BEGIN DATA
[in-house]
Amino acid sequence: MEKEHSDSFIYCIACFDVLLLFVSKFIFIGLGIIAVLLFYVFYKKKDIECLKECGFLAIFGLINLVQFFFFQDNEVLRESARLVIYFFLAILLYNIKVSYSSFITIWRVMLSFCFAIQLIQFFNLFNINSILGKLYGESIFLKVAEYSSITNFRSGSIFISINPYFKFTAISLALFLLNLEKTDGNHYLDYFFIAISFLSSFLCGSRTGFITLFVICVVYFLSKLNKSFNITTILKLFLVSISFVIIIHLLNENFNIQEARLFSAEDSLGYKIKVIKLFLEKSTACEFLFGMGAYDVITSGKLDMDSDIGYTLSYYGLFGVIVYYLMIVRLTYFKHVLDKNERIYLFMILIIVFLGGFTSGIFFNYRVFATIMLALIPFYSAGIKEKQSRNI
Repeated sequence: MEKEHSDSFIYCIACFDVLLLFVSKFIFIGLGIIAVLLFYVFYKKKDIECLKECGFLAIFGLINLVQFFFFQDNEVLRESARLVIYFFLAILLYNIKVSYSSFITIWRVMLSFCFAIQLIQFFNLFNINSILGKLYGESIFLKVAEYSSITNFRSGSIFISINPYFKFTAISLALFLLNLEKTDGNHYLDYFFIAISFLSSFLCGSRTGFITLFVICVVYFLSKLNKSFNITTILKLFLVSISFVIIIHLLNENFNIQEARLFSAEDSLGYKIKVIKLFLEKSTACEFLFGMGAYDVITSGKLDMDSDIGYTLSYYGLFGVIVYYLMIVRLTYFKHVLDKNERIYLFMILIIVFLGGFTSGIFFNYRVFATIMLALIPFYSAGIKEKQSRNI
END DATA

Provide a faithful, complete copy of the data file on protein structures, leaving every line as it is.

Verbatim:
[in-house]
Amino acid sequence: MEKEHSDSFIYCIACFDVLLLFVSKFIFIGLGIIAVLLFYVFYKKKDIECLKECGFLAIFGLINLVQFFFFQDNEVLRESARLVIYFFLAILLYNIKVSYSSFITIWRVMLSFCFAIQLIQFFNLFNINSILGKLYGESIFLKVAEYSSITNFRSGSIFISINPYFKFTAISLALFLLNLEKTDGNHYLDYFFIAISFLSSFLCGSRTGFITLFVICVVYFLSKLNKSFNITTILKLFLVSISFVIIIHLLNENFNIQEARLFSAEDSLGYKIKVIKLFLEKSTACEFLFGMGAYDVITSGKLDMDSDIGYTLSYYGLFGVIVYYLMIVRLTYFKHVLDKNERIYLFMILIIVFLGGFTSGIFFNYRVFATIMLALIPFYSAGIKEKQSRNI
Repeated sequence: MEKEHSDSFIYCIACFDVLLLFVSKFIFIGLGIIAVLLFYVFYKKKDIECLKECGFLAIFGLINLVQFFFFQDNEVLRESARLVIYFFLAILLYNIKVSYSSFITIWRVMLSFCFAIQLIQFFNLFNINSILGKLYGESIFLKVAEYSSITNFRSGSIFISINPYFKFTAISLALFLLNLEKTDGNHYLDYFFIAISFLSSFLCGSRTGFITLFVICVVYFLSKLNKSFNITTILKLFLVSISFVIIIHLLNENFNIQEARLFSAEDSLGYKIKVIKLFLEKSTACEFLFGMGAYDVITSGKLDMDSDIGYTLSYYGLFGVIVYYLMIVRLTYFKHVLDKNERIYLFMILIIVFLGGFTSGIFFNYRVFATIMLALIPFYSAGIKEKQSRNI